Similar projects at other municipalities have yielded poor outcomes

Previous forays by North Carolina municipalities into broadband services yielded sobering outcomes. They were sufficiently alarming that they inspired the Level Playing Field law of 2011. At that point, the City of Wilson was borrowing from its municipal electric and gas funds to make up for an over $11 million shortfall in its Greenlight network; Mooresville and Davidson’s MI-Connection had posted consecutive losses of $5.6 million, $6.8 million, and $6.4 million; and Salisbury was borrowing millions of dollars from its water and sewer fund to support its Fibrant network. Analysis from researchers at the University of Pennsylvania Law School of municipal fiber across the U.S. showed that those North Carolina municipalities’ experiences were the norm, not the exception.

This project does not seem necessary or expedient

As stated above, it is prudent to expect a sharp decline in revenue owing to the COVID-19 economy. This problem cannot easily be solved on the backs of residents and taxpayers, who will be struggling with their own budget difficulties. Taking on the additional budgetary expense to finance fiber infrastructure construction would provide an additional constraint just as prudent managers must already expect to make difficult budgetary choices. If such a project were necessitated by an obvious market failure, it would pose a difficult choice, but Internet service already seems well provided in Wake Forest by the private sector. Meanwhile, other municipalities in the state and nation have shown such projects to be risky, expensive ventures.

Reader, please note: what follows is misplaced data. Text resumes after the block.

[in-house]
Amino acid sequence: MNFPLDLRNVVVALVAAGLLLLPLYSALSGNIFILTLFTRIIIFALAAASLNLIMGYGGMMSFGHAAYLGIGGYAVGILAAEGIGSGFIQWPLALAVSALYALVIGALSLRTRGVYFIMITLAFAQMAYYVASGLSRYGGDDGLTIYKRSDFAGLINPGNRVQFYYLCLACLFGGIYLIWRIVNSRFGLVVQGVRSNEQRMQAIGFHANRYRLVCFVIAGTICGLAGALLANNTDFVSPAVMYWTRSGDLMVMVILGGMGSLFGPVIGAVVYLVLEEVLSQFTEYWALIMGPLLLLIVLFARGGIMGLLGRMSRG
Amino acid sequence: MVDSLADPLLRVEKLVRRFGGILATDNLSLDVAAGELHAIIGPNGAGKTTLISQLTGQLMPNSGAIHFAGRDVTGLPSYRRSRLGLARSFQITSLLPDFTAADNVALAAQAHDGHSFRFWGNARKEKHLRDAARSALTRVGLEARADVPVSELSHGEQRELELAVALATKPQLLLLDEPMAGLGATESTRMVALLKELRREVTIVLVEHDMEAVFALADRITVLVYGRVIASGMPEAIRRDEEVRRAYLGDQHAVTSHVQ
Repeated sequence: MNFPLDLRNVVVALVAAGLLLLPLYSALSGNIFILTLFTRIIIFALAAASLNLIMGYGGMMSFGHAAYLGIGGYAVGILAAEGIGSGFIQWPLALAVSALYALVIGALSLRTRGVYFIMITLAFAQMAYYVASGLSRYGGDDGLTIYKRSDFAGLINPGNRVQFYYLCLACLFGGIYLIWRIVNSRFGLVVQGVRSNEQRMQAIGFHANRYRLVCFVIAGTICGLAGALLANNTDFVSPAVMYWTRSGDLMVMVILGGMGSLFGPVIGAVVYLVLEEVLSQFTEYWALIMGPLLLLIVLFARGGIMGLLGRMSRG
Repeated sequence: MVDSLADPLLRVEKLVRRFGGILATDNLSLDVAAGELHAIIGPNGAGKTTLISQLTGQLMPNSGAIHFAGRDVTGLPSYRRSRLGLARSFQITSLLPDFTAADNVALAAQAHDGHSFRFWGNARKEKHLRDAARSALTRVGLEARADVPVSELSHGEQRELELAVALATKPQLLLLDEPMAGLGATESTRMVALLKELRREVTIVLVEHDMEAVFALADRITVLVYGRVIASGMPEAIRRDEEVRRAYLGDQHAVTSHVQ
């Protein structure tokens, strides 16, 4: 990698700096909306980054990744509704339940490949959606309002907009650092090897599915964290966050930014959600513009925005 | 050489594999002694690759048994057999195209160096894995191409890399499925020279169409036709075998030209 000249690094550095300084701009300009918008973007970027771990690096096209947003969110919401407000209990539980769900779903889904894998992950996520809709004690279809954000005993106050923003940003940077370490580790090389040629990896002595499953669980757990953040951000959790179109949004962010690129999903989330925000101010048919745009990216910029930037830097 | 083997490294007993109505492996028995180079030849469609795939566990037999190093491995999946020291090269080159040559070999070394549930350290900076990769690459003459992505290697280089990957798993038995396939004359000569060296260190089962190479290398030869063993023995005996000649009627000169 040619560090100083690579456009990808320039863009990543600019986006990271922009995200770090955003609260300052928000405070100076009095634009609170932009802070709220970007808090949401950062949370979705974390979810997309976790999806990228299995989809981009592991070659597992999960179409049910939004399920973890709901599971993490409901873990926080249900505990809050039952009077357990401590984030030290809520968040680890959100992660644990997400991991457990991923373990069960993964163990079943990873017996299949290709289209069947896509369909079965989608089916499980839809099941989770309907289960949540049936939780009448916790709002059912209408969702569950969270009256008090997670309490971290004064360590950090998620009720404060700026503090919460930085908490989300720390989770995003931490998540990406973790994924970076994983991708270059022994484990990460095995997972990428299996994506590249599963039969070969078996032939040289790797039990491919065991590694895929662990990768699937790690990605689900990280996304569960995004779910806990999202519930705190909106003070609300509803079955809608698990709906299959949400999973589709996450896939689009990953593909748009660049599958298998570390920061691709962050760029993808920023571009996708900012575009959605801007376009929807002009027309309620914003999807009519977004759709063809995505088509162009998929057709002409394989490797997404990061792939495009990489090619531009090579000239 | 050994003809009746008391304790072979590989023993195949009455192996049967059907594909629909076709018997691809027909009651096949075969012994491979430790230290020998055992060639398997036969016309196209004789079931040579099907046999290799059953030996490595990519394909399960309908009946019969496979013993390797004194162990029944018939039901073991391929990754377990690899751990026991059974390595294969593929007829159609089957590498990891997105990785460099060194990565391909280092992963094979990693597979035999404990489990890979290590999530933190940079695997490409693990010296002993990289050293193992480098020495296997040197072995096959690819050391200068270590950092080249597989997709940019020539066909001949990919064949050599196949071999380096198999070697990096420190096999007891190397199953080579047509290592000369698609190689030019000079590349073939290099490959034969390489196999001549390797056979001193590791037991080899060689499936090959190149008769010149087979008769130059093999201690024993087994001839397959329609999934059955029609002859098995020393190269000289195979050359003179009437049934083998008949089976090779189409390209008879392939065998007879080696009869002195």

It is unclear whether the Local Government Commission would consider this project to meet the statutory requirement of “necessary or expedient.” But I urge the Board of Commissioners to consider the above reasons in weighing the necessity and expedience of the proposal in this extraordinary time.

Respectfully submitted on this day,

May 19, 2020,

By:      /s/ Jon Sanders

Jon Sanders

Director of Regulatory Studies

John Locke Foundation

4800 Six Forks Road, Suite 220

Raleigh, North Carolina 27609

(919) 828-3876

Jon Sanders studies regulatory policy, a veritable kudzu of invasive government and unintended consequences. As Director of Regulatory Studies at the John Locke Foundation, Jon gets into the weeds in all kinds of policy areas, including electricity, occupational licensing, hydraulic… ...

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We are North Carolina’s Most Trusted and Influential Source of Common Sense. The John Locke Foundation was created in 1990 as an independent, nonprofit think tank that would work “for truth, for freedom, and for the future of North Carolina.” The Foundation is named for John Locke (1632-1704), an English philosopher whose writings inspired Thomas Jefferson and the other Founders.